This section of the book is from the "Canadian Banking Practice" book, by John T. P. Knight.
Question 611.— What does witnessing a man's mark imply, identification of the man, or merely that the witness saw the mark made?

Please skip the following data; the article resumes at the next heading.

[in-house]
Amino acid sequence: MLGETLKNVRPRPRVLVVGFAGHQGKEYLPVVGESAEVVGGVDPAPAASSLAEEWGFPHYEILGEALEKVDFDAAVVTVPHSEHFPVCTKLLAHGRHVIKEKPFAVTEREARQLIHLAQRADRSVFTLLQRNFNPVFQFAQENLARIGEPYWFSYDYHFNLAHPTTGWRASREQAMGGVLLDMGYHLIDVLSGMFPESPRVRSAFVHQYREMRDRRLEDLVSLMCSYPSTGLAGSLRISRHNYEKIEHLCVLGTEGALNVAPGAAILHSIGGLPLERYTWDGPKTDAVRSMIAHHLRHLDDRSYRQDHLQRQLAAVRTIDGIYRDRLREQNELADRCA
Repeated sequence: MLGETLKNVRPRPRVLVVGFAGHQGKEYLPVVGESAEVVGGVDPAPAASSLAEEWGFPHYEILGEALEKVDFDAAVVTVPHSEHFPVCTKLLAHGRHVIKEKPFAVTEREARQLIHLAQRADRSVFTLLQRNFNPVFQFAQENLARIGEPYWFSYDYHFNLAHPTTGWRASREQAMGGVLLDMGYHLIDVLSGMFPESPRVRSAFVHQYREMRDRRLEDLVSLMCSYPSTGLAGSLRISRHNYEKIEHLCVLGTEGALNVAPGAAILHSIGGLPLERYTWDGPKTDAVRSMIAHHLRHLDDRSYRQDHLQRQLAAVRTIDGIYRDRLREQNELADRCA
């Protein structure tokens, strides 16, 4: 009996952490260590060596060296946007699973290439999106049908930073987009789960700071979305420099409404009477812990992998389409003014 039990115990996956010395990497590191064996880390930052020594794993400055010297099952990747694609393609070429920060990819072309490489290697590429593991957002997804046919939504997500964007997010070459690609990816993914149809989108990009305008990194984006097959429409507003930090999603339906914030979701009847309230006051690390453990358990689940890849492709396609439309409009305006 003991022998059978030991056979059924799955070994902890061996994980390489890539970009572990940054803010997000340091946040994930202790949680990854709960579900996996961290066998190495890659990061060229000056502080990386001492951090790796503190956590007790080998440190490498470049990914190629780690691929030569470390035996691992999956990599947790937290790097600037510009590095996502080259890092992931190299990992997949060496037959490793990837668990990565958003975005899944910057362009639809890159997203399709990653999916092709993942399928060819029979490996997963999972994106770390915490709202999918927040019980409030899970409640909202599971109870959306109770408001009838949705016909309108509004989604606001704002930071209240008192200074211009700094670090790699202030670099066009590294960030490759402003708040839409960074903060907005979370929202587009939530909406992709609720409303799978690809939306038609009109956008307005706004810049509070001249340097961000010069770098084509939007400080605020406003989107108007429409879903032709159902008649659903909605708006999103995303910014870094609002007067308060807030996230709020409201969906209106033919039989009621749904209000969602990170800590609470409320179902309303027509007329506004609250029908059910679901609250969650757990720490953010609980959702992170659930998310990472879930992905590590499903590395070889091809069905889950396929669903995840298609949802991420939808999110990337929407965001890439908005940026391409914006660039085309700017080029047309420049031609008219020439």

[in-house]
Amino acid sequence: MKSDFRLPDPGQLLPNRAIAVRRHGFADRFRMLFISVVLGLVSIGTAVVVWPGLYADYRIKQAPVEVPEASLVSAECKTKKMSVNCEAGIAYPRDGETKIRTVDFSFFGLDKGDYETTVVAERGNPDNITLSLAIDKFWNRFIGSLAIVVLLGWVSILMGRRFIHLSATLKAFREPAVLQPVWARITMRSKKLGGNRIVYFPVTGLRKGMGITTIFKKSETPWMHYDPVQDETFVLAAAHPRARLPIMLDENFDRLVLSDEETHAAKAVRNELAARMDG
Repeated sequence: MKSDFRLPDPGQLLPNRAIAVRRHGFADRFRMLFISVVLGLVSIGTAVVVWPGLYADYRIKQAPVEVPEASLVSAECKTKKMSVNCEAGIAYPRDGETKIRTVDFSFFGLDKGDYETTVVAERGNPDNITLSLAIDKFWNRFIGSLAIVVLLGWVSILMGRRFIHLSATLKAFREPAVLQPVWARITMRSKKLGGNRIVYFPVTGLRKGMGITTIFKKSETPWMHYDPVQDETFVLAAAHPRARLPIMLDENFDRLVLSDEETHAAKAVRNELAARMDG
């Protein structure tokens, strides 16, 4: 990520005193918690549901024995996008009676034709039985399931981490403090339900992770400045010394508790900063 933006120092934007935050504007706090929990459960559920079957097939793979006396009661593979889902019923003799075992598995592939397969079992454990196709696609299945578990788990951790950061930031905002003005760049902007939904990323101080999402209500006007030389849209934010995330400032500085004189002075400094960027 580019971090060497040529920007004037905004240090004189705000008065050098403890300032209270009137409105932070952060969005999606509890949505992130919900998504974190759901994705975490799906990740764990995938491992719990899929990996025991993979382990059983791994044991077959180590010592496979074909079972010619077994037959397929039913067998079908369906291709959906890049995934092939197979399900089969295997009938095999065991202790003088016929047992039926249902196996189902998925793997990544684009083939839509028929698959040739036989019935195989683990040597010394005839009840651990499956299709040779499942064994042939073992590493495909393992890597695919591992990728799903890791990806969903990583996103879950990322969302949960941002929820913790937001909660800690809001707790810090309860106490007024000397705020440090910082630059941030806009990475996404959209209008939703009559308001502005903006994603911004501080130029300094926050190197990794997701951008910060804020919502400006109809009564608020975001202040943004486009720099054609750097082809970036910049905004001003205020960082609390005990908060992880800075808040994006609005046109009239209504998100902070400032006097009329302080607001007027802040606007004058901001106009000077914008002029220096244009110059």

Answer.—Where the person making the mark is described in the document, the witnessing of his signature or mark implies prima facie that the person signing or making the mark is the person described in the document. For instance—if he were described as John Smith, lumberman, of Ottawa, the implication would be that the witness saw a John Smith, lumberman, of Ottawa, sign or make his mark. The implication would not be conclusive; evidence would be admissible to show that the person actually signing or making his mark was not the person described in the document. If the person be not described in the document, then the witnessing of his signature or mark merely implies that the witness saw the signature or mark made by an individual of that name. The identity of the individual with the person claimed to be a party to the instrument would have to be proven.